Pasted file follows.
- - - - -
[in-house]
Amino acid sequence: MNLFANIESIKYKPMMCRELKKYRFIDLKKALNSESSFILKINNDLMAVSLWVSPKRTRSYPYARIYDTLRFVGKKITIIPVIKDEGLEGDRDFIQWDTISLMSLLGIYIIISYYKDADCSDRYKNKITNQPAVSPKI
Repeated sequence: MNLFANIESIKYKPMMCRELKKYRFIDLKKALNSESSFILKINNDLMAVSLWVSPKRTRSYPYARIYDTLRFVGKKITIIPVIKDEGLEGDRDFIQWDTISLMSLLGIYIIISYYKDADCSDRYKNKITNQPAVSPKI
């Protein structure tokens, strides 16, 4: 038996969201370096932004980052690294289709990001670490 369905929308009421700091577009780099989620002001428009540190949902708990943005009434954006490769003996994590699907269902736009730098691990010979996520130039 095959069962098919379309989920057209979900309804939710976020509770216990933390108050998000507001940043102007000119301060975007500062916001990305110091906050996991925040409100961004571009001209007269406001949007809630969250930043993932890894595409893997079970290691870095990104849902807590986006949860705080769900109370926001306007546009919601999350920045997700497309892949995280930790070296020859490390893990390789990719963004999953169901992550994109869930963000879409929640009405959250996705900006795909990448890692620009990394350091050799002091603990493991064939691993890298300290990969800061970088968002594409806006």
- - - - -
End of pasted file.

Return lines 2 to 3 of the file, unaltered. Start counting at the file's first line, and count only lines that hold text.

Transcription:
Amino acid sequence: MNLFANIESIKYKPMMCRELKKYRFIDLKKALNSESSFILKINNDLMAVSLWVSPKRTRSYPYARIYDTLRFVGKKITIIPVIKDEGLEGDRDFIQWDTISLMSLLGIYIIISYYKDADCSDRYKNKITNQPAVSPKI
Repeated sequence: MNLFANIESIKYKPMMCRELKKYRFIDLKKALNSESSFILKINNDLMAVSLWVSPKRTRSYPYARIYDTLRFVGKKITIIPVIKDEGLEGDRDFIQWDTISLMSLLGIYIIISYYKDADCSDRYKNKITNQPAVSPKI